Jerry Quarry, American heavyweight boxer nicknamed “Irish” or “The Bellflower Bomber,” dies on January 3, 1999, in Templeton, California. He is the most visible member of a significant Irish American boxing family, which includes three other pro boxers, his father and two brothers.
Quarry is born on May 15, 1945, in Bakersfield, California and first puts on a pair of boxing gloves when he is three years old. By the time he is eight, he has won the Junior Golden Gloves at the 45 lb. class. He continues to fight as an amateur until 1964 when he culminates a great amateur career by winning the National Golden Gloves Heavyweight Championship and is the tournament’s most outstanding fighter. He sets a record that is still standing today. He wins the title by knocking out all five opponents over a three day span.
Under the watchful eyes of his co-managers, his dad and veteran fight manager Johnnie Flores, Quarry turns professional in May 1965. He runs off twelve wins in a row before running into Tony Doyle and is held to his first draw. He also has two draws with Tony Alongi. His first loss comes in his 21st pro bout, against the tough veteran Eddie Machen. His loss is attributed to poor conditioning and at the time Jerry promises that poor conditioning will never cost him another bout. He defeats Joey Orbillo, Alex Miteff, Billy Daniels, Floyd Patterson, Buster Mathis, Brian London, Jack Bodell, Mac Foster, Ron Lyle, and Thad Spencer just to name a few.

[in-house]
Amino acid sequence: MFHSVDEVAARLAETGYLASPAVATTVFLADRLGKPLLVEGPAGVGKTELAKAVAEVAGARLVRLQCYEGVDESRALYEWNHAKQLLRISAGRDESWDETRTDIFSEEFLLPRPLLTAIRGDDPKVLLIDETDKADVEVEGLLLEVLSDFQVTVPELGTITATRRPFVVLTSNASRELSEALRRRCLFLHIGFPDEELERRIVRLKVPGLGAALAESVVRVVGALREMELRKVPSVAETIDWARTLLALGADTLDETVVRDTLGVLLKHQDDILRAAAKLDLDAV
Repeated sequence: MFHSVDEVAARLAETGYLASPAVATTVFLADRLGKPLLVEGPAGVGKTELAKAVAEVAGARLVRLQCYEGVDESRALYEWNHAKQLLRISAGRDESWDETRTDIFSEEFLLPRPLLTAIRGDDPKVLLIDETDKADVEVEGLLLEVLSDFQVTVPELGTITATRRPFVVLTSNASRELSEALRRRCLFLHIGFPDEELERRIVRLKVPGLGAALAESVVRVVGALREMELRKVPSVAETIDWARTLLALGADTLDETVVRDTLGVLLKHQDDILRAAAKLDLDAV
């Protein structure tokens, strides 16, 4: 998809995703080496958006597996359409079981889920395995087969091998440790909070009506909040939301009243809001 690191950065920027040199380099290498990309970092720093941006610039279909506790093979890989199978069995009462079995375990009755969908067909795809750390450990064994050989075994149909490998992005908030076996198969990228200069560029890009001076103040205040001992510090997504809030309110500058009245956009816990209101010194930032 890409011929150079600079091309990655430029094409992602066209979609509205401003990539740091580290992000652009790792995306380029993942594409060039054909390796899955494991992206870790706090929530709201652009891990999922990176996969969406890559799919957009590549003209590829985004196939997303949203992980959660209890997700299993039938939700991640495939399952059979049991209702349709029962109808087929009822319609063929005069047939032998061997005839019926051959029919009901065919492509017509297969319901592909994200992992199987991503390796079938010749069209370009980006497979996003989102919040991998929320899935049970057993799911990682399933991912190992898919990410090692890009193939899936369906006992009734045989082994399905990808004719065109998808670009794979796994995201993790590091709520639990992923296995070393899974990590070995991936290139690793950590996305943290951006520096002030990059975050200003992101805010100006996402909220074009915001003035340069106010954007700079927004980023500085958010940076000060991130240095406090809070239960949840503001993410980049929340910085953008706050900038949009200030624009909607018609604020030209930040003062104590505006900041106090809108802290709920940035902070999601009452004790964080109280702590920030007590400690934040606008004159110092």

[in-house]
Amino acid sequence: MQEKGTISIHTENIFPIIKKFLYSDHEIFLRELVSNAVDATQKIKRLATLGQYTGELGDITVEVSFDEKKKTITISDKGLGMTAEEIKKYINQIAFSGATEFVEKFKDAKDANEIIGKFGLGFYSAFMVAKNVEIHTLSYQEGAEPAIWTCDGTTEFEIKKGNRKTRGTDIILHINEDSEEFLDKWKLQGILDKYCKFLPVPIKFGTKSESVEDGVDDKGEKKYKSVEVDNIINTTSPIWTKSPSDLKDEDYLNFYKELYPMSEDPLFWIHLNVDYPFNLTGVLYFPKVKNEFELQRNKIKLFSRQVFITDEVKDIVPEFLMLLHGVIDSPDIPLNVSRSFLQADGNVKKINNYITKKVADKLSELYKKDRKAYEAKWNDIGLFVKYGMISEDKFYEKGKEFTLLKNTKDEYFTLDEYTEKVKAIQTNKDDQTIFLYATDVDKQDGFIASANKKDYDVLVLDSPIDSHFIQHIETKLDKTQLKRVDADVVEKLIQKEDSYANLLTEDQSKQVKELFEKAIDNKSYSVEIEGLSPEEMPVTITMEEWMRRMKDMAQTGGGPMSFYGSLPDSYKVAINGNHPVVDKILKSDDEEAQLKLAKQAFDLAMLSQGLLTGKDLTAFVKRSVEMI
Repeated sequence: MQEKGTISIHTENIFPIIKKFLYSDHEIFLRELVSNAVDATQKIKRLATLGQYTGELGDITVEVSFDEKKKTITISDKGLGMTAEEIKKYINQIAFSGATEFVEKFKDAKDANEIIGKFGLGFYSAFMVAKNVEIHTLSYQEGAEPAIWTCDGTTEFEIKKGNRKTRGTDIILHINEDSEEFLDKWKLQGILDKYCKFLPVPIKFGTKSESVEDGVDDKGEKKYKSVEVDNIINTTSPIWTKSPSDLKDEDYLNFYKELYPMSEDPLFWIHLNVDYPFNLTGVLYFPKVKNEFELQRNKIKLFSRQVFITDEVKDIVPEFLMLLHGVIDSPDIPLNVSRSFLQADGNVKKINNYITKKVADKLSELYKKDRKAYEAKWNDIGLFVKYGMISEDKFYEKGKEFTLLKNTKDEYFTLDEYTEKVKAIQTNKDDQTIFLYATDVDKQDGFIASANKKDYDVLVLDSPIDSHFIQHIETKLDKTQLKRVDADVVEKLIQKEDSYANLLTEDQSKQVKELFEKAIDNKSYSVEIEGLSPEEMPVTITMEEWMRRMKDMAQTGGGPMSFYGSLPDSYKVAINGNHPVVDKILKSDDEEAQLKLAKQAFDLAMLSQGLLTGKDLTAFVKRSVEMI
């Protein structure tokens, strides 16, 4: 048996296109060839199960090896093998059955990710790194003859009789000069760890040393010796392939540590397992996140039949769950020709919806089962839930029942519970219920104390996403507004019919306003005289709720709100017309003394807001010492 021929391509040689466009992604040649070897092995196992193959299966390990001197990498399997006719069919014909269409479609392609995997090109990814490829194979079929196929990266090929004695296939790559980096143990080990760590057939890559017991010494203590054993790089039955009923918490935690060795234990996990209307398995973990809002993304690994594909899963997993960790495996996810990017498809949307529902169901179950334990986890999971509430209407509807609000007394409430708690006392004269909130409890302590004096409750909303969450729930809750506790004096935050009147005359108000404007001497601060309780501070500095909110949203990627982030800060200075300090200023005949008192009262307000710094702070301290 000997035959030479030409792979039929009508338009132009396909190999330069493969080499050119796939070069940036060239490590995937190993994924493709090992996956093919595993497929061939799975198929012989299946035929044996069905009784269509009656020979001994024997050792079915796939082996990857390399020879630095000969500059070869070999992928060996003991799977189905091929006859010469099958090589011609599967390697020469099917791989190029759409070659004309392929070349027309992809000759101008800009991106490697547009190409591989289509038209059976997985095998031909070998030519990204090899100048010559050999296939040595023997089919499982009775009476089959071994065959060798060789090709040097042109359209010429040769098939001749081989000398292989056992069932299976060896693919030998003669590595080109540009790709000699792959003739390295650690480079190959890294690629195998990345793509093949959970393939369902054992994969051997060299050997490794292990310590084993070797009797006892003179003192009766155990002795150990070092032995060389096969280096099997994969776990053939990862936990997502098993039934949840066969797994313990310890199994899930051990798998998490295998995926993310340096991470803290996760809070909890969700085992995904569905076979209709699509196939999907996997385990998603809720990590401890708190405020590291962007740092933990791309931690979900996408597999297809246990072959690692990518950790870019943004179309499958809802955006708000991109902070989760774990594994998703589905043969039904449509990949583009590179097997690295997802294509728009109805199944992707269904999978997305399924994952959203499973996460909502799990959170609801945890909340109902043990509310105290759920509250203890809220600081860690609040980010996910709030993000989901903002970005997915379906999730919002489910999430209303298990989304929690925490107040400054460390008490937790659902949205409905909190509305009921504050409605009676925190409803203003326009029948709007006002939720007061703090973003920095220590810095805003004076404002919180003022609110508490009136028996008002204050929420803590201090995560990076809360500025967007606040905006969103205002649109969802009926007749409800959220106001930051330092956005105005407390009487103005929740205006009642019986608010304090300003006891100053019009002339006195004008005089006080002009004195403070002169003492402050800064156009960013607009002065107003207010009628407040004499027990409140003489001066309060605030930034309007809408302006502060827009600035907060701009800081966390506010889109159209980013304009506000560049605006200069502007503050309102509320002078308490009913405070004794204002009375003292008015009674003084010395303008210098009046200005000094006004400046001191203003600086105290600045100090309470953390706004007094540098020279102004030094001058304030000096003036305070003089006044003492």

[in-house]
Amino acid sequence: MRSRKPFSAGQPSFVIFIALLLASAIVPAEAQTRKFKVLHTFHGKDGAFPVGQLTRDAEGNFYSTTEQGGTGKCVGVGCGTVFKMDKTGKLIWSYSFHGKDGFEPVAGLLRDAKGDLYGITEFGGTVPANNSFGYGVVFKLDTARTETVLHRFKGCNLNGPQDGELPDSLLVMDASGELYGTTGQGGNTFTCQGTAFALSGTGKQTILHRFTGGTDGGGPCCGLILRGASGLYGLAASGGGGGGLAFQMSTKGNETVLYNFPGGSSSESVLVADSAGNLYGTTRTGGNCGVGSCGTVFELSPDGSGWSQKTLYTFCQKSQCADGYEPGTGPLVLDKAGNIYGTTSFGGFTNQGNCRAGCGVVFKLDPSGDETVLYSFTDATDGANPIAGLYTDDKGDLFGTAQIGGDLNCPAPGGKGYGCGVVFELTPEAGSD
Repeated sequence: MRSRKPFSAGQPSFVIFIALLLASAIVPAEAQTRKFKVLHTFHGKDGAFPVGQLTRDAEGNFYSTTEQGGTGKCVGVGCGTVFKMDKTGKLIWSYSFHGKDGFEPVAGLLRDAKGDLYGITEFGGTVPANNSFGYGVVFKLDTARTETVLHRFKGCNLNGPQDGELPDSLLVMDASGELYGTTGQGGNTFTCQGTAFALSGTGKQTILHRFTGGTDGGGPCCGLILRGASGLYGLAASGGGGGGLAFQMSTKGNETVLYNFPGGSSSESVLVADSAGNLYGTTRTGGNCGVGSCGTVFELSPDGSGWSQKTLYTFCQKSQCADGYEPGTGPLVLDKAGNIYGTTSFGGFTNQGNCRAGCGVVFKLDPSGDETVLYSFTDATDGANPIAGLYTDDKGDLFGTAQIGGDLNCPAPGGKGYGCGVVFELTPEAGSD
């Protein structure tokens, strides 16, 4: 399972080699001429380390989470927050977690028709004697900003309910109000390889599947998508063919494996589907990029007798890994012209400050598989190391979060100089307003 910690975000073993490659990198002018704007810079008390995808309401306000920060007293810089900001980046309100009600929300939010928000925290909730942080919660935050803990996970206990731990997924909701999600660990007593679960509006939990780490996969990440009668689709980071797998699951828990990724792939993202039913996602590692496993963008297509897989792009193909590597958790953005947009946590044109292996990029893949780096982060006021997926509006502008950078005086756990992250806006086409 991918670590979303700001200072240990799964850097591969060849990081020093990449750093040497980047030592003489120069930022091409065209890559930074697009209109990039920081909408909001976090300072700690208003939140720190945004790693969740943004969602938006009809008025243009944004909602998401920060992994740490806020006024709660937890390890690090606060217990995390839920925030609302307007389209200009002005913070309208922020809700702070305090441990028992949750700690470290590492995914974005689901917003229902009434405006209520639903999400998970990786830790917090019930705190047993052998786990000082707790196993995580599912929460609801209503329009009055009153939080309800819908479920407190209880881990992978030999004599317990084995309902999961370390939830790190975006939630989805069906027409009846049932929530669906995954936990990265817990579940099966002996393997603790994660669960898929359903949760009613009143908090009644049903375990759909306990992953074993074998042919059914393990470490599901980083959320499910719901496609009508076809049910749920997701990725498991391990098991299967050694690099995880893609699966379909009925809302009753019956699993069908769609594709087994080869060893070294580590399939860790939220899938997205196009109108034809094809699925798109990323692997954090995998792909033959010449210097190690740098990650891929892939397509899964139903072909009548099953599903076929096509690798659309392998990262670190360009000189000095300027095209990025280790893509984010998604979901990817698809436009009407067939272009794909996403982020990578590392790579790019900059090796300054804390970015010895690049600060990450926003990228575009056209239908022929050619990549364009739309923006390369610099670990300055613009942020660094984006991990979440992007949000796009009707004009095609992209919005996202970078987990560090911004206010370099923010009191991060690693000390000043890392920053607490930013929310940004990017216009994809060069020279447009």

Boxing Illustrated names Quarry the most popular professional boxer in the world in 1968, 1969 and in 1970 is tied with Muhammad Ali to share the honor. He fights Muhammad Ali in what is billed as the return of the champ. Quarry gets cut early in the fight and receives eighteen stitches as a result of the loss.
Quarry comes along in a boxing era that many consider to be the best of all time. In the middle 1970’s he manages himself and is trained by Gil Clancy. He continues to fight on occassion until 1992. His record over his 28-year career is 53-9-4 with 32 knockouts. He is inducted into the World Boxing Hall of Fame in 1995.
Within a few years of his final bout, Quarry is diagnosed with dementia and is soon unable to feed or dress himself and has to be cared for by relatives, primarily his brother James, the only one of the four Quarry brothers not to box professionally. He is hospitalized with pneumonia on December 28, 1998 and then suffers cardiac arrest. He never regains consciousness and dies on January 3, 1999. He is interred at Shafter Cemetery in Shafter, California. A foundation is established in his honor to battle boxing-related dementia, a condition that has afflicted many boxers and brought Quarry’s life to an early end.